A fun and expressive way to use tempera paint is to paint the first color on the paper and mix other colors directly into the first color on the paper instead of on the palette. This method of application results in paintings with a surface that can be loose and 'brushy' or smooth and controlled--it is up to the student.
A project that I like to do with 2nd and 3rd grade students is to have them paint an underpainting of ocean and sky to which, when dry, they add details such as bridges, boats, fish, people, cars, etc with oil pastel, crayon and collage.
Below is a group of under paintings where second grade students applied and mixed the paint directly on the paper. Viewing the paintings as a group reveals the wide variety of approaches to applying and mixing the tempera paint ranging from smooth and controlled to bold and dynamic.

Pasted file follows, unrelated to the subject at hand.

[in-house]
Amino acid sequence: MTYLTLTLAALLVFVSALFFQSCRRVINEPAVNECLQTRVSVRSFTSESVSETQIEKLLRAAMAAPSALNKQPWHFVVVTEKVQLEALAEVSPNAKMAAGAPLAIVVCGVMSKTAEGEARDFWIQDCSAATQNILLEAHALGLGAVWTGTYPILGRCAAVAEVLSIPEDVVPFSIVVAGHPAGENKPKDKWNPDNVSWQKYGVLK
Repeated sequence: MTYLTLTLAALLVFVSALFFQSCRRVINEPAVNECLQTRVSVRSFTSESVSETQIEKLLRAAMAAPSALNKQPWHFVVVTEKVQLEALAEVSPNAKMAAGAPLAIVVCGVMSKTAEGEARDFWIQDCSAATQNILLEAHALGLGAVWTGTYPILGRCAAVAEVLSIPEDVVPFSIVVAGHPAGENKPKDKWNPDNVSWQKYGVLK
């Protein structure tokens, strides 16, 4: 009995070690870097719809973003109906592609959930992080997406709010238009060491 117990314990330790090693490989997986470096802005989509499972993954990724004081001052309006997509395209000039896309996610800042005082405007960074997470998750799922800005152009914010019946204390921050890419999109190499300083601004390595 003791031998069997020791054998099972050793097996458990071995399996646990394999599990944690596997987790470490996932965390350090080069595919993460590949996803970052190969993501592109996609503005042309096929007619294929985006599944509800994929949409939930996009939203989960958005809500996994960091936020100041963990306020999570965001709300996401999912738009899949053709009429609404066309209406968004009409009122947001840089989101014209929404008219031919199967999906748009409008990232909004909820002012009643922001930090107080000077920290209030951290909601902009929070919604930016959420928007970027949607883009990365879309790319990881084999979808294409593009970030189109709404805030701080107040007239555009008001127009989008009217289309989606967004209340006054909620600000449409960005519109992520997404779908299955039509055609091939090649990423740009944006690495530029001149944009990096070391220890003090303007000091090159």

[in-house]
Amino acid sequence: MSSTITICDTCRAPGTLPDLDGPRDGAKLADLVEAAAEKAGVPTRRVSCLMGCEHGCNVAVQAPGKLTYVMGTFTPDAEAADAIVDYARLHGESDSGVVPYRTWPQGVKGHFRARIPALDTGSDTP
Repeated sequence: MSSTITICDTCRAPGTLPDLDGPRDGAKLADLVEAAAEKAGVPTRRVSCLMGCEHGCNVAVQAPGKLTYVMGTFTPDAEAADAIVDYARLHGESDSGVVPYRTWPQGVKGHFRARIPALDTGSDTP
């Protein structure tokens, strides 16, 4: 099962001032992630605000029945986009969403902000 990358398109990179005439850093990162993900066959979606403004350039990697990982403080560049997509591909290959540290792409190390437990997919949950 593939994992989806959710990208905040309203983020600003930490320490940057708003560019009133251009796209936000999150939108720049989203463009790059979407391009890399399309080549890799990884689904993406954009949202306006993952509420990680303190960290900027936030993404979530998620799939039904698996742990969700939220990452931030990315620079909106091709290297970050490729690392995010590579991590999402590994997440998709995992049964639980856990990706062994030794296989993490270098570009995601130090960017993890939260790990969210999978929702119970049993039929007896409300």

A primary purpose for having students paint with this technique is that students can't help but feel what it is like to enjoy paint for itself . . . apart from subject or imagery . . . an appreciation for the qualities of paint and how beautiful and expressive it can be. The photos below are details from the above student paintings showing the beauty and expressiveness of paint and what can happen with loose brushstrokes.
Connecting to the Art World
This enjoyment of the beauty, complexity and expressiveness of paint can be seen in artists such as Turner, Van Gogh and de Kooning . . . when I look at these paintings I get the feeling that the artists enjoy the look of paint, the feel of paint, that they enjoy playing around and experimenting with paint. I also notice that the way the paint is manipulated contributes to the message and the meaning of their art.